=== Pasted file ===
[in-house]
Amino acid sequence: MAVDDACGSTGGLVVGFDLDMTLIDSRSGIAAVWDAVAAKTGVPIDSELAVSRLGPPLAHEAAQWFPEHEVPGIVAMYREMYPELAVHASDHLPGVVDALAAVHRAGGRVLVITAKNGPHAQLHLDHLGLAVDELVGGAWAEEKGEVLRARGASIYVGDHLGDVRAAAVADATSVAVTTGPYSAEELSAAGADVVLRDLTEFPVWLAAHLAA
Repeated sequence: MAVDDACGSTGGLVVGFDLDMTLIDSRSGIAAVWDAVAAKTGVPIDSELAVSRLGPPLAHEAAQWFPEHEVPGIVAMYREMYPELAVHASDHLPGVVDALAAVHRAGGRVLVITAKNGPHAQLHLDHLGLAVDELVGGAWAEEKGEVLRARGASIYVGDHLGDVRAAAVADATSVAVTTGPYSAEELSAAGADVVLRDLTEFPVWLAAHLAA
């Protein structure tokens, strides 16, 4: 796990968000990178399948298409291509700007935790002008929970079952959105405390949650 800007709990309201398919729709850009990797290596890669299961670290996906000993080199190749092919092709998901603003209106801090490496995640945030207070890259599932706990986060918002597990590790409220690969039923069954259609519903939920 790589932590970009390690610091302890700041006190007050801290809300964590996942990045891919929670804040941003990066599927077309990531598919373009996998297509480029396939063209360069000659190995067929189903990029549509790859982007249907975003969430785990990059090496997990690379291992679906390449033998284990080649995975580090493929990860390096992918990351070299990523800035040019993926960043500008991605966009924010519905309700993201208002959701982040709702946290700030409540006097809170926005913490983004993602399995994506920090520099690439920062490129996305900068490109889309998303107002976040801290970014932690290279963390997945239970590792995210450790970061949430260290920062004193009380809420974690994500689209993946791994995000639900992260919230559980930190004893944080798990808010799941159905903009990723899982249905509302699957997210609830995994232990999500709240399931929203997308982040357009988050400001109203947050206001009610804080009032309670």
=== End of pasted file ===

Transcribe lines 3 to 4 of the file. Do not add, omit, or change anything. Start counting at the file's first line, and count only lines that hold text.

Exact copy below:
Repeated sequence: MAVDDACGSTGGLVVGFDLDMTLIDSRSGIAAVWDAVAAKTGVPIDSELAVSRLGPPLAHEAAQWFPEHEVPGIVAMYREMYPELAVHASDHLPGVVDALAAVHRAGGRVLVITAKNGPHAQLHLDHLGLAVDELVGGAWAEEKGEVLRARGASIYVGDHLGDVRAAAVADATSVAVTTGPYSAEELSAAGADVVLRDLTEFPVWLAAHLAA
């Protein structure tokens, strides 16, 4: 796990968000990178399948298409291509700007935790002008929970079952959105405390949650 800007709990309201398919729709850009990797290596890669299961670290996906000993080199190749092919092709998901603003209106801090490496995640945030207070890259599932706990986060918002597990590790409220690969039923069954259609519903939920 790589932590970009390690610091302890700041006190007050801290809300964590996942990045891919929670804040941003990066599927077309990531598919373009996998297509480029396939063209360069000659190995067929189903990029549509790859982007249907975003969430785990990059090496997990690379291992679906390449033998284990080649995975580090493929990860390096992918990351070299990523800035040019993926960043500008991605966009924010519905309700993201208002959701982040709702946290700030409540006097809170926005913490983004993602399995994506920090520099690439920062490129996305900068490109889309998303107002976040801290970014932690290279963390997945239970590792995210450790970061949430260290920062004193009380809420974690994500689209993946791994995000639900992260919230559980930190004893944080798990808010799941159905903009990723899982249905509302699957997210609830995994232990999500709240399931929203997308982040357009988050400001109203947050206001009610804080009032309670």